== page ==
Judeo-Arabic languages


Judeo-Arabic languages

Infobox Language
name=Judeo-Arabic
familycolor=Afro-Asiatic
fam2=Semitic
fam3=West Semitic
fam4=Central Semitic
fam5=South Central Semitic
fam6=Arabic
script=Arabic alphabet
iso2=jrb
lc1=jrb|ld1=Judeo-Arabic macrolanguage|ll1=Judeo-Arabic
lc2=yhd|ld2=Judeo-Iraqi Arabic|ll2=Judeo-Iraqi Arabic
lc3=aju|ld3=Judeo-Moroccan Arabic|ll3=Judeo-Moroccan Arabic
lc4=yud|ld4=Judeo-Tripolitanian Arabic|ll4=Judeo-Tripolitanian Arabic
lc5=ajt|ld5=Judeo-Tunisian Arabic|ll5=Judeo-Tunisian Arabic
lc6=jye|ld6=Judeo-Yemeni Arabic|ll6=Judeo-Yemeni Arabic

The Judæo-Arabic languages are a collection of Arabic dialects spoken by Jews living or formerly living in the Arab world; the term also refers to more or less classical Arabic written in the Hebrew script, particularly in the Middle Ages. Just as with the rest of the Arab world, Arabic-speaking Jews had different dialects depending on where they lived. This phenomenon may be compared to cases such as different forms of Yiddish (Judæo-German) such as Western Yiddish and Eastern Yiddish, or forms of Ladino (Judæo-Spanish) in areas such as the Balkans, Thessaloníki/Istanbul, Morocco, etc.

Characteristics

The Arabic spoken by Jewish communities in the Arab world differed from the Arabic of their Muslim neighbours, as well as from the Arabic spoken by Christians. These differences were partly due to the incorporation of some words from Hebrew and other languages and partly geographically, in a way that may reflect a history of migration. For example, the Judeo-Arabic of Egypt, including in the Cairo community, resembled the dialect of AlexandriaVerify source|date=August 2008, which shares the first person singular imperfective initial Nun with Maghrebi Arabic dialects (Moroccan, Algerian, Tunisian) rather than the initial Alif of other Egyptian Arabic vernacularsClarifyme|date=August 2008. Similarly the Jewish Iraqi Arabic of Baghdad was found reminiscent of the dialect of Mosul, which in some ways resembles Syrian Arabic rather than Baghdad Arabic or Gulf Arabic. For example, "I said" is "qeltu" in the speech of Baghdadi Jews and Christians, as well as in Mosul and Syria, as against Muslim Baghdadi "gilit". Many Jews in Arab countries were bilingual in Judeo-Arabic and the dialect of the Arab Muslim majority.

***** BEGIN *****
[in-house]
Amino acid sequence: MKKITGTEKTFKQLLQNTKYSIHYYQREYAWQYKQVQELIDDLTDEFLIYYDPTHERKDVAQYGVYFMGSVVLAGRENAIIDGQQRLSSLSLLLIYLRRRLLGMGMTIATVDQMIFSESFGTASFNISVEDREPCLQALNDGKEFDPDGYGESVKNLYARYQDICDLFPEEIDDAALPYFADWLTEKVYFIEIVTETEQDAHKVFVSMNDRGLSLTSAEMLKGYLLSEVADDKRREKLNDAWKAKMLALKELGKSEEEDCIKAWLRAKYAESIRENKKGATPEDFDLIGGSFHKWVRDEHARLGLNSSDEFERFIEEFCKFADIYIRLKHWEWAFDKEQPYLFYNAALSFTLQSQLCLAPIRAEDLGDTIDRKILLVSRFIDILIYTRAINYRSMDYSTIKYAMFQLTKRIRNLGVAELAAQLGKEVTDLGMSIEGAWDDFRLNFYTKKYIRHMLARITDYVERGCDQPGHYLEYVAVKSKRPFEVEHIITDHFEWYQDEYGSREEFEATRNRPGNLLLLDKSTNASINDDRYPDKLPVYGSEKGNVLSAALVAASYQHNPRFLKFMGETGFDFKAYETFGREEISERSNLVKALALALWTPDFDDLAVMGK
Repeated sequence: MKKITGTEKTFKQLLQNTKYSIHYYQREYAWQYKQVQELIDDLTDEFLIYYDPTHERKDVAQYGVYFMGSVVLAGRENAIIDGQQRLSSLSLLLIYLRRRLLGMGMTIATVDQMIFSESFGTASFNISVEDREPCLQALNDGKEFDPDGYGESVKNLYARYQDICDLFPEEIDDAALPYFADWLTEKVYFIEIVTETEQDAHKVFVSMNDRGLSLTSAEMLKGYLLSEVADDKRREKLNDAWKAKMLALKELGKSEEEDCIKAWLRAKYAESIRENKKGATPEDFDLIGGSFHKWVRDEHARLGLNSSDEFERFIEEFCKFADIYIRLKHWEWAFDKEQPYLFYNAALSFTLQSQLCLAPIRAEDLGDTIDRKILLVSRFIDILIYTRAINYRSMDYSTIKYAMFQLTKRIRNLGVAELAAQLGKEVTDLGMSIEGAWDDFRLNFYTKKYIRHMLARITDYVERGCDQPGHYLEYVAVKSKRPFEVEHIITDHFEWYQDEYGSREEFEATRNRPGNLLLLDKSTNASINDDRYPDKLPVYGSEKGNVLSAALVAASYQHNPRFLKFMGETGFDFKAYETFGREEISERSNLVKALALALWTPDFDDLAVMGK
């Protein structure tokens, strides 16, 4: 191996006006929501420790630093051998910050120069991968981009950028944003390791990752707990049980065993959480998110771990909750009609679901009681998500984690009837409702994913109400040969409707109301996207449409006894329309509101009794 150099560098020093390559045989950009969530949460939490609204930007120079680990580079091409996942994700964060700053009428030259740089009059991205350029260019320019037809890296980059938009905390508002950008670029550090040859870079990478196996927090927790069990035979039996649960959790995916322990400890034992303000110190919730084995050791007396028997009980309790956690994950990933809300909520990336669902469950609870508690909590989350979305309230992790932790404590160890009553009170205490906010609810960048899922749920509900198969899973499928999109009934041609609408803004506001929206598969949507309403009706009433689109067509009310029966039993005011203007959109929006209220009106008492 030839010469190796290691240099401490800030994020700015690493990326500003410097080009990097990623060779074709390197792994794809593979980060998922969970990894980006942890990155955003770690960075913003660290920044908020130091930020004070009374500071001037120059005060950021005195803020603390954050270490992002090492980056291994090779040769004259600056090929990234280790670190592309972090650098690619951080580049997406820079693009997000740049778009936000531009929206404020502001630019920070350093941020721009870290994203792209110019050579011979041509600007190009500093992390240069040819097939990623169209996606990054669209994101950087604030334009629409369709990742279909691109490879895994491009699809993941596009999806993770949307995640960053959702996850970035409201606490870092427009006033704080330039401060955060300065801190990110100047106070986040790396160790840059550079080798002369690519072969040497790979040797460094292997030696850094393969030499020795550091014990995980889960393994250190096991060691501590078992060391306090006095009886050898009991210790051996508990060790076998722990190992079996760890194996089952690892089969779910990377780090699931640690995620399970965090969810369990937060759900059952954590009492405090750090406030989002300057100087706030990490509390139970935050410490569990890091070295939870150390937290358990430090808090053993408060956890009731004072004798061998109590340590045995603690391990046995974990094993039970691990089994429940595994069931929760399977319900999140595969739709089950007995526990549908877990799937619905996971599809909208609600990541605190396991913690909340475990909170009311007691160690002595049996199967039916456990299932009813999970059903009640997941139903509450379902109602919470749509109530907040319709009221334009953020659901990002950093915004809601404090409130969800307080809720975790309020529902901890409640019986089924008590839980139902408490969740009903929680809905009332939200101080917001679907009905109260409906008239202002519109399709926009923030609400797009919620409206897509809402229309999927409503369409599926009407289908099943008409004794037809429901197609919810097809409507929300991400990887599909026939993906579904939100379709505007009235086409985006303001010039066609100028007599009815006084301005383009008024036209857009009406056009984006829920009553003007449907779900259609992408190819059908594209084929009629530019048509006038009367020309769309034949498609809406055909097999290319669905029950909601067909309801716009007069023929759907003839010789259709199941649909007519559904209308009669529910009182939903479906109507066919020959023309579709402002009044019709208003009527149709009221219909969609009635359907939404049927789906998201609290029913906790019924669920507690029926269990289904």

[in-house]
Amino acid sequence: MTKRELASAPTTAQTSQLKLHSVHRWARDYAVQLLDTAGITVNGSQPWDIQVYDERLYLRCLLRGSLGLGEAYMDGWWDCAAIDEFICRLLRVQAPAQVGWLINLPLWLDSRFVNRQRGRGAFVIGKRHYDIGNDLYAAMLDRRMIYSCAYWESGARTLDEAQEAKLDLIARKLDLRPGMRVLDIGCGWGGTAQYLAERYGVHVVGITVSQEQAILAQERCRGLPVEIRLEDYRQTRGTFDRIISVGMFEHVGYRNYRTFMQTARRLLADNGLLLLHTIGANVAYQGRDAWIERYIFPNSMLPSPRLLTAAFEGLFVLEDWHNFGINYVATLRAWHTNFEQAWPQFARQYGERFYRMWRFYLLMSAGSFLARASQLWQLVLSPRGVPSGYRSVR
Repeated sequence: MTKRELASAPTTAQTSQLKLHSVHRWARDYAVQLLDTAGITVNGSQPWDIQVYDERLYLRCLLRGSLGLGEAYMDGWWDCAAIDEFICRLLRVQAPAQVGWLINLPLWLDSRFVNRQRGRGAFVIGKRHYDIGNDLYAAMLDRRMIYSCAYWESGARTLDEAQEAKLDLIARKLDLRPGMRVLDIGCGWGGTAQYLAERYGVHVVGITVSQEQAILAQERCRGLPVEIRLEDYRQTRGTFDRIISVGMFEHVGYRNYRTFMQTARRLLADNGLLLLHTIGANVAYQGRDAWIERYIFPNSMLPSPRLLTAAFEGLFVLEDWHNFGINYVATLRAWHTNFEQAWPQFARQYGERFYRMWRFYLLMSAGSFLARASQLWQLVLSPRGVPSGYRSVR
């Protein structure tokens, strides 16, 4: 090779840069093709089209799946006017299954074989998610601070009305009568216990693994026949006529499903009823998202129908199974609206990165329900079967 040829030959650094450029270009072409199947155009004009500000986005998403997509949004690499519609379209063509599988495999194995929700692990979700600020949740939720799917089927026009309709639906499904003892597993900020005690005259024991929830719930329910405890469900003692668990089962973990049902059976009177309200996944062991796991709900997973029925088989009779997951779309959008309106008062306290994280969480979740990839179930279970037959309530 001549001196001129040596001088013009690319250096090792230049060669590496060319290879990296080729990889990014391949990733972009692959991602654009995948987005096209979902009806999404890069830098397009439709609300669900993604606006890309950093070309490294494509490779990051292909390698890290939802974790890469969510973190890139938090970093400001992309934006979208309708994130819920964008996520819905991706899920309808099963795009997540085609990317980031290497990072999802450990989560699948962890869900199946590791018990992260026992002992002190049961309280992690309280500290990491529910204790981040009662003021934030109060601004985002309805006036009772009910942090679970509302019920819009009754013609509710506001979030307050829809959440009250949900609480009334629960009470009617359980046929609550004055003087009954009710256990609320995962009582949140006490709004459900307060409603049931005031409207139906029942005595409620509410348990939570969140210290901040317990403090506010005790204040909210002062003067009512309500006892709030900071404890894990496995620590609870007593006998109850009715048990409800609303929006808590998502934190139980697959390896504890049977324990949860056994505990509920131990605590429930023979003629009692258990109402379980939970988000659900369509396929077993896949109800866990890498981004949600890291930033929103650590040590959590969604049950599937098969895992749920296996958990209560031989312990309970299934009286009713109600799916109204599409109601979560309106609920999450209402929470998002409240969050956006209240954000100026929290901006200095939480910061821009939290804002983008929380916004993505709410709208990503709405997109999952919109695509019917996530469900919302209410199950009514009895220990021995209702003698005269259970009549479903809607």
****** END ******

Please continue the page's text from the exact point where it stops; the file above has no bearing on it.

History

Jews in Arab countries wrote—sometimes in their dialects, sometimes in a more classical style—in a mildly adapted Hebrew script (rather than using Arabic script), often including consonant dots from the Arabic alphabet to accommodate phonemes that did not exist in the Hebrew alphabet.

Some of the most important books of medieval Jewish thought were originally written in medieval Judæo-Arabic, as well as certain halakhic works and biblical commentaries. Only later were they translated into medieval Hebrew so that they could be read by the Ashkenazi Jews of Europe. These include:

* Saadia Gaon's "Emunoth ve-Deoth", his "Tafsir" (biblical commentary and translation), and his "siddur" (the explanatory content; not the prayers themselves)
* Solomon ibn Gabirol's "Tikkun Middot ha-Nefesh"
* Bahya ibn Pakuda's "Chovot ha-Levavot"
* Judah Halevi's "Kuzari"
* Maimonides' "Commentary on the Mishnah", "Sefer ha-Mitzvot", "Guide to the Perplexed", and many of his letters and shorter essays.

Most communities also had a traditional translation of the Bible into Judeo-Arabic, known as a "sharħ" (meaning). The term "sharħ" sometimes came to mean "Judeo-Arabic" as such, in the same way that "Targum" was sometimes used to mean Aramaic.

Present day

In the years following the 1948 Arab-Israeli War, most Mizrahi and Sephardi Jews in Arab countries became Jewish refugees, fleeing mainly to France and Israel. Their dialects of Arabic did not thrive in either country, and most of their descendants now speak French or Modern Hebrew; as a result, the Judæo-Arabic dialects are now considered endangered languages.

ee also

*Judeo-Berber languages
*Judeo-Iraqi Arabic
*Baghdad Arabic (Jewish)
*Judeo-Moroccan
*Judeo-Yemenite

Bibliography

* [http://www.ethnologue.com/show_language.asp?code=yhd Ethnologue entry for Judeo-Iraqi Arabic]
* [http://www.ethnologue.com/show_language.asp?code=aju Ethnologue entry for Judeo-Moroccan Arabic]
* [http://www.ethnologue.com/show_language.asp?code=yud Ethnologue entry for Judeo-Tripolitanian Arabic]
* [http://www.ethnologue.com/show_language.asp?code=ajt Ethnologue entry for Judeo-Tunisian Arabic]
* [http://www.ethnologue.com/show_language.asp?code=jye Ethnologue entry for Judeo-Yemeni Arabic]
* Blau, Joshua, "The Emergence and Linguistic Background of Judaeo-Arabic": OUP, last edition 1999
* Heath, Jeffrey, "Jewish and Muslim dialects of Moroccan Arabic" (Routledge Curzon Arabic linguistics series): London, New York, 2002.

External links

* [http://www.uwm.edu/~corre/judeo-arabic2.html Alan Corré's Judeo-Arabic Literature site]
* [http://shekel.jct.ac.il/~green/judeo-arabic.html Judeo-Arabic Literature]
* [http://thejewsoflebanon.org/ The Jews of Lebanon]
* [http://reka.iba.org.il/ Reka] Israeli radio network offering a daily fifteen-minute program in Moroccan Judeo-Arabic (Arbiya l'Mugrabiya) with internet broadcast


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